Although they constitute only 13 percent of the U.S. population, African-Ameri-cans account for 32 percent of patients treated for kidney failure, according to the 2002 report by the U.S. Renal Data System.
Diabetes is the main clinical cause of renal failure, followed by hypertension.
A family history of kidney disease also puts people at risk, says Andrew Levey, professor of medicine at Tufts School of Medicine and chief of nephrology at the New England Medical Center of Boston.
"Whenever there are racial differences [in a disease], people always suspect genetic factors," he says. "People with a relative with kidney failure are more apt to have kidney disease than those without it -- and this appears to be stronger in blacks than in whites."
In addition to being more vulnerable to renal failure, blacks must wait longer for transplants. Although the number of African-Americans who have signed up to be organ donors has increased, the majority of donors is white.
Organ recipient Rhonda DeLaremore, community-relations manager for the Transplant Resource Center of Maryland, teaches people the facts -- and myths -- about organ donation.
Many potential donors mistrust the medical community, worrying that doctors might not try to save their lives as vigorously if they are organ donors. Others believe their particular religion forbids organ donation. All major organized religions, including Jehovah's Witnesses, respect the decision to become an organ donor, DeLaremore says.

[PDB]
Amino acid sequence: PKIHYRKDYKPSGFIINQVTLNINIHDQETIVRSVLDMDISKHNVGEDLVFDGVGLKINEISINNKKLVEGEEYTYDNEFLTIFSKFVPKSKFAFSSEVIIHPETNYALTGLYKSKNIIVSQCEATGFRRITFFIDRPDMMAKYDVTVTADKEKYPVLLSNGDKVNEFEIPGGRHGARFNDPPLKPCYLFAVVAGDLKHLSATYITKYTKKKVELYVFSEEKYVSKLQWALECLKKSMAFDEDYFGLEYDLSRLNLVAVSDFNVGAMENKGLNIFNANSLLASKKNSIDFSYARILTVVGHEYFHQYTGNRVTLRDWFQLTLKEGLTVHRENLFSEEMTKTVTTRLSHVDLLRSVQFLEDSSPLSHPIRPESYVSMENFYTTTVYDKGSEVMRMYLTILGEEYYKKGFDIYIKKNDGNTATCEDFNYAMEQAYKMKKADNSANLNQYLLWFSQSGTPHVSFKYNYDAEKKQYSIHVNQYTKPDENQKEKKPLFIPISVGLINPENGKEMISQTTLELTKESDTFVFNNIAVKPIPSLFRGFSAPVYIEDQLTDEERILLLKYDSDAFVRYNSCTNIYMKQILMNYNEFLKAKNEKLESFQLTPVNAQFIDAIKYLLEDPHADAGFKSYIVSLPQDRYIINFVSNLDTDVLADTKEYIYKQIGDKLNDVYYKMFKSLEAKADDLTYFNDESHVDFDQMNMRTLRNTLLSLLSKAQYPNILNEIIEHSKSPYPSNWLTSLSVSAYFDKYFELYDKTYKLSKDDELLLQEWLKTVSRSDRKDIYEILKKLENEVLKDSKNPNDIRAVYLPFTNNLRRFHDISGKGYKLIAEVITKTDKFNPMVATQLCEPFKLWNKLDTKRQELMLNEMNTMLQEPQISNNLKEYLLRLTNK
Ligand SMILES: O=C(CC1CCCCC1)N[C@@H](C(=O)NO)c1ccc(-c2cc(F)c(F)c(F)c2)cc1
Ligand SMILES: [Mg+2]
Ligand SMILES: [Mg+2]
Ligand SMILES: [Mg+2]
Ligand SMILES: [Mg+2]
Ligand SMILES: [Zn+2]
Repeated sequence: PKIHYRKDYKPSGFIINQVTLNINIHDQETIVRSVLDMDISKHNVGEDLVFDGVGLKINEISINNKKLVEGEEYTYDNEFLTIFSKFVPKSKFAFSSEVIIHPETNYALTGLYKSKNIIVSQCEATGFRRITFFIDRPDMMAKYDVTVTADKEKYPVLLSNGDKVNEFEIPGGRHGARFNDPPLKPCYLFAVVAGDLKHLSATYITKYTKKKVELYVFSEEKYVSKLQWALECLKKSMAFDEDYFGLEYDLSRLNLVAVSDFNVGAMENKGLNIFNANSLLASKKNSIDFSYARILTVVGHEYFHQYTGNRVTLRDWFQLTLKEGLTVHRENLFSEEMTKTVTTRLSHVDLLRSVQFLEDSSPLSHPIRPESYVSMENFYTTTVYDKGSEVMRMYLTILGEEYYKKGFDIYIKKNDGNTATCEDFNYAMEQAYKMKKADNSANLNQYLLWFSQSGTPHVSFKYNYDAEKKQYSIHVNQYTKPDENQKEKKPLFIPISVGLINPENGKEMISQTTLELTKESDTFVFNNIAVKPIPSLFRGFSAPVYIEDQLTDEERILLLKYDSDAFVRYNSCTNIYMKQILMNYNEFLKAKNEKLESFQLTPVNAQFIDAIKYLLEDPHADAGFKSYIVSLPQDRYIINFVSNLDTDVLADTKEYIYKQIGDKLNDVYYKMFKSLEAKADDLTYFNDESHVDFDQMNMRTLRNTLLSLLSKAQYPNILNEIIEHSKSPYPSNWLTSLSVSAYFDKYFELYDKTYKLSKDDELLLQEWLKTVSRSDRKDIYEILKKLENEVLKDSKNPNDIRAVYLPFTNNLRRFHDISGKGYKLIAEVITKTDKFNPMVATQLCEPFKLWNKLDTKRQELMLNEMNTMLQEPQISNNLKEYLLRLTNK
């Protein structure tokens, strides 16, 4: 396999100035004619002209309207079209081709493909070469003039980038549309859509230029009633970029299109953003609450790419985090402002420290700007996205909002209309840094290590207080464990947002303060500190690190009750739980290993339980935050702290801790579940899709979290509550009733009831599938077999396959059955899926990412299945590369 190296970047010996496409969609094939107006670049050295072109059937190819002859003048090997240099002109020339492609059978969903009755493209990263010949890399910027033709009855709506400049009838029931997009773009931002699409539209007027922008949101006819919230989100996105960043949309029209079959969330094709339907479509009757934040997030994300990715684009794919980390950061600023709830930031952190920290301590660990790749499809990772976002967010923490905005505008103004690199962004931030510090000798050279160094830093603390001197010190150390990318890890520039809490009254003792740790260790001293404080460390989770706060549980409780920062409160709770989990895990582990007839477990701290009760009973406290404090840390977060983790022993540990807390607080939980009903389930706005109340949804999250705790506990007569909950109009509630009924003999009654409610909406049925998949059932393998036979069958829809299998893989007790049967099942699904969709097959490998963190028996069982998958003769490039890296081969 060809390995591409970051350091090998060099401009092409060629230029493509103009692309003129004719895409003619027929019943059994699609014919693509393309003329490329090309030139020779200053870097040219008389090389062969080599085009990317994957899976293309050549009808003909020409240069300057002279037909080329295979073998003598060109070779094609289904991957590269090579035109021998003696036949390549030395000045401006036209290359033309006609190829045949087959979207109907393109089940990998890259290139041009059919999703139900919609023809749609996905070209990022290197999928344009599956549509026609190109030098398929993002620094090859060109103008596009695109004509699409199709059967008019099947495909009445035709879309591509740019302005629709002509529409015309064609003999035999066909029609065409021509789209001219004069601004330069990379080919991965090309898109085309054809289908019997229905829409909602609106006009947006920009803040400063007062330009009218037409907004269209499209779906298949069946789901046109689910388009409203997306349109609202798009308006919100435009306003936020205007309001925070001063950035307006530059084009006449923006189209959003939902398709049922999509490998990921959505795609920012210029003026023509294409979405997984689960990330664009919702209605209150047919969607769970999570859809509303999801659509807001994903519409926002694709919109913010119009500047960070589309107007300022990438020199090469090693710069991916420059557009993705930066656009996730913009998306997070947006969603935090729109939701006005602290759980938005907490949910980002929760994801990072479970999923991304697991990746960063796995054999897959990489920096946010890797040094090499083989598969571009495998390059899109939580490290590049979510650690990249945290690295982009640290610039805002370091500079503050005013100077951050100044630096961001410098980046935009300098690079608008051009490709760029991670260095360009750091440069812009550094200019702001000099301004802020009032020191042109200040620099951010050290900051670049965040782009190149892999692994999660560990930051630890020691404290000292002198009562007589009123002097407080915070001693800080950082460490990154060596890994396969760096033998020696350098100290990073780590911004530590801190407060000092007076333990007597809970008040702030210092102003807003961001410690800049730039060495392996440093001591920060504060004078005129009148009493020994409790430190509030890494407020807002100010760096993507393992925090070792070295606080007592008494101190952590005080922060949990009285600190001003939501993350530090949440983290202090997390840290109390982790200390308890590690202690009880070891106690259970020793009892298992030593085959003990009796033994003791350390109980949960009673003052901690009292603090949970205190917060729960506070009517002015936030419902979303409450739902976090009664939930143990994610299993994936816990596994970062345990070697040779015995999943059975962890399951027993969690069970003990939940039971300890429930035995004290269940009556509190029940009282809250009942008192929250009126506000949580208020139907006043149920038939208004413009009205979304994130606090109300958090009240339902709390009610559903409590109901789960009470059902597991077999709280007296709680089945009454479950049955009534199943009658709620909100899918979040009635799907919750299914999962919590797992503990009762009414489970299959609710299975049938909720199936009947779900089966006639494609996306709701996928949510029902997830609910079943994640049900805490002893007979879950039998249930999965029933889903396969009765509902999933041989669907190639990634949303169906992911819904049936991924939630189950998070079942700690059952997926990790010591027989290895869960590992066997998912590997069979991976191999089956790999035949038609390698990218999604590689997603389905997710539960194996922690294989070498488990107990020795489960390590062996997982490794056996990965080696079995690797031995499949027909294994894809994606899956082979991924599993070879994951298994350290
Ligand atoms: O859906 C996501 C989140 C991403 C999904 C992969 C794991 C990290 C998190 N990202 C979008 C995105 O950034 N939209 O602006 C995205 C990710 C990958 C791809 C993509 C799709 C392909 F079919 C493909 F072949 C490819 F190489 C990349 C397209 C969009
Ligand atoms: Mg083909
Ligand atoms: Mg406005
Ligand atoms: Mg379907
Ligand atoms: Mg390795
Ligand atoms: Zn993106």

She attributes the continuing reluctance of African-Americans to become donors mostly to a fear of the medical establishment that mistreated blacks in such scandals as the Tuskegee Syphilis Study.
DeLaremore, who is African-American, has received two kidneys from living donors: one from her sister and one from a white colleague. She is making plans to receive her third from a friend who is white. "Because of the advances in medical technology, it is not as important now to have a perfect match for each recipient," she says. "As long as the blood types match, they don't have to be a tissue-type match."
Roughly 54,900 Americans are officially listed as waiting for kidneys. Of that number, roughly 19,560 are African-American, according to the Organ Procurement and Transplanta-tion Network.
DeLaremore will lead a discussion about organ donation and transplantation at 4 p.m. Thursday in Rouse Mini-Theatre in Columbia. For details about this free event, call 410-715-3089. For information about organ and tissue donation, call the Transplant Resource Center of Maryland at 800-641-4376.